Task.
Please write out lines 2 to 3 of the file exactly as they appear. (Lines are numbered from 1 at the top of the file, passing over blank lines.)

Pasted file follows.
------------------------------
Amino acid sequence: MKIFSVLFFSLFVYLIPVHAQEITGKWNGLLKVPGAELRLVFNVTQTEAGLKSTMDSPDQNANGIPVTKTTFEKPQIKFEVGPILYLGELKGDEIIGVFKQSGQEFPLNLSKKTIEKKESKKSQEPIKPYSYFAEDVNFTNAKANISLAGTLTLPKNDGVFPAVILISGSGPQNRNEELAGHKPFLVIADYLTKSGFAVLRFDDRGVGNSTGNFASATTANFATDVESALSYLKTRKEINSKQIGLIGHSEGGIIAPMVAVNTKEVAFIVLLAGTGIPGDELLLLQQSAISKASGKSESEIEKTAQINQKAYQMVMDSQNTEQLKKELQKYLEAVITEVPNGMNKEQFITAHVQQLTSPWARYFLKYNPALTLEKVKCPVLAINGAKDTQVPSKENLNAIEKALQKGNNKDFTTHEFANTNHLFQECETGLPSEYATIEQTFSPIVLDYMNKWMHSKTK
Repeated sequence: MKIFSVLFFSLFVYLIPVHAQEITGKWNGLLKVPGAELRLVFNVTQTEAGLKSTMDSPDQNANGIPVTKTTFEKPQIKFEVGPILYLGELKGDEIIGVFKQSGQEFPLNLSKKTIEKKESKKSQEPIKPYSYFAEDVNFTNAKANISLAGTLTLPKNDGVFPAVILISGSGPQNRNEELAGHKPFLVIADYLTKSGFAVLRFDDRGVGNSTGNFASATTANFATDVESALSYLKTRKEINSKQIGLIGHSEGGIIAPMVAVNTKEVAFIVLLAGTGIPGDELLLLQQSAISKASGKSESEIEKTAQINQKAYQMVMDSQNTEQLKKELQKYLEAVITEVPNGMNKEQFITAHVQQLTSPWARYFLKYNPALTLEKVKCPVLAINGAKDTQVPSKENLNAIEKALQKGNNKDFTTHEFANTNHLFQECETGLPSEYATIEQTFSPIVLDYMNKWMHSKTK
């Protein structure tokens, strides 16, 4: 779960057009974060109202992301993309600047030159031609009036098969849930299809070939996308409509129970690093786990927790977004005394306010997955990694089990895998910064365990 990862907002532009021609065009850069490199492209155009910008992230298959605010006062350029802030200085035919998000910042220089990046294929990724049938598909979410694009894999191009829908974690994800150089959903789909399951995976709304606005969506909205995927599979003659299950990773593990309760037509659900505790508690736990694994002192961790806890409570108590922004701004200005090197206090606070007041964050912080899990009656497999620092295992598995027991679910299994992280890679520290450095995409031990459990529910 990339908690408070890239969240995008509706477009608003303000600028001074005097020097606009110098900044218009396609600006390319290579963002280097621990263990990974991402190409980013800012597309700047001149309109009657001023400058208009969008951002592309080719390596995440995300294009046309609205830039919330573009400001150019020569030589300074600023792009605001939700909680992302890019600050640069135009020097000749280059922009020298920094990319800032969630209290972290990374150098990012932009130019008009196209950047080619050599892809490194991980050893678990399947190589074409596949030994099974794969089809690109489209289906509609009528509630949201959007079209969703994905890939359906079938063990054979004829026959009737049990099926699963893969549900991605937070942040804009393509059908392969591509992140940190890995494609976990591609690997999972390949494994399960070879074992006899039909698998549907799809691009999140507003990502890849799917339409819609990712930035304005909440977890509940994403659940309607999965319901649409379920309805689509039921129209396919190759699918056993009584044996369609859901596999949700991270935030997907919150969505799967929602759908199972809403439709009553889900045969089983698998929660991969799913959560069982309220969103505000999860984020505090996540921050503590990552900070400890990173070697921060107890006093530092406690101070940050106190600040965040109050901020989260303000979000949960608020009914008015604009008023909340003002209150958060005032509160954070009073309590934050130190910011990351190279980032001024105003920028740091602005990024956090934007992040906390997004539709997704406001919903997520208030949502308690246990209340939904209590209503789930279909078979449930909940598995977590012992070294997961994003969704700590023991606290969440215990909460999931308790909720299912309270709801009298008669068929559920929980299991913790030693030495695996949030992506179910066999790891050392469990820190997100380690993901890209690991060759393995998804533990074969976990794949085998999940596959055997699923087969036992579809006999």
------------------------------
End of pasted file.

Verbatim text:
Repeated sequence: MKIFSVLFFSLFVYLIPVHAQEITGKWNGLLKVPGAELRLVFNVTQTEAGLKSTMDSPDQNANGIPVTKTTFEKPQIKFEVGPILYLGELKGDEIIGVFKQSGQEFPLNLSKKTIEKKESKKSQEPIKPYSYFAEDVNFTNAKANISLAGTLTLPKNDGVFPAVILISGSGPQNRNEELAGHKPFLVIADYLTKSGFAVLRFDDRGVGNSTGNFASATTANFATDVESALSYLKTRKEINSKQIGLIGHSEGGIIAPMVAVNTKEVAFIVLLAGTGIPGDELLLLQQSAISKASGKSESEIEKTAQINQKAYQMVMDSQNTEQLKKELQKYLEAVITEVPNGMNKEQFITAHVQQLTSPWARYFLKYNPALTLEKVKCPVLAINGAKDTQVPSKENLNAIEKALQKGNNKDFTTHEFANTNHLFQECETGLPSEYATIEQTFSPIVLDYMNKWMHSKTK
């Protein structure tokens, strides 16, 4: 779960057009974060109202992301993309600047030159031609009036098969849930299809070939996308409509129970690093786990927790977004005394306010997955990694089990895998910064365990 990862907002532009021609065009850069490199492209155009910008992230298959605010006062350029802030200085035919998000910042220089990046294929990724049938598909979410694009894999191009829908974690994800150089959903789909399951995976709304606005969506909205995927599979003659299950990773593990309760037509659900505790508690736990694994002192961790806890409570108590922004701004200005090197206090606070007041964050912080899990009656497999620092295992598995027991679910299994992280890679520290450095995409031990459990529910 990339908690408070890239969240995008509706477009608003303000600028001074005097020097606009110098900044218009396609600006390319290579963002280097621990263990990974991402190409980013800012597309700047001149309109009657001023400058208009969008951002592309080719390596995440995300294009046309609205830039919330573009400001150019020569030589300074600023792009605001939700909680992302890019600050640069135009020097000749280059922009020298920094990319800032969630209290972290990374150098990012932009130019008009196209950047080619050599892809490194991980050893678990399947190589074409596949030994099974794969089809690109489209289906509609009528509630949201959007079209969703994905890939359906079938063990054979004829026959009737049990099926699963893969549900991605937070942040804009393509059908392969591509992140940190890995494609976990591609690997999972390949494994399960070879074992006899039909698998549907799809691009999140507003990502890849799917339409819609990712930035304005909440977890509940994403659940309607999965319901649409379920309805689509039921129209396919190759699918056993009584044996369609859901596999949700991270935030997907919150969505799967929602759908199972809403439709009553889900045969089983698998929660991969799913959560069982309220969103505000999860984020505090996540921050503590990552900070400890990173070697921060107890006093530092406690101070940050106190600040965040109050901020989260303000979000949960608020009914008015604009008023909340003002209150958060005032509160954070009073309590934050130190910011990351190279980032001024105003920028740091602005990024956090934007992040906390997004539709997704406001919903997520208030949502308690246990209340939904209590209503789930279909078979449930909940598995977590012992070294997961994003969704700590023991606290969440215990909460999931308790909720299912309270709801009298008669068929559920929980299991913790030693030495695996949030992506179910066999790891050392469990820190997100380690993901890209690991060759393995998804533990074969976990794949085998999940596959055997699923087969036992579809006999």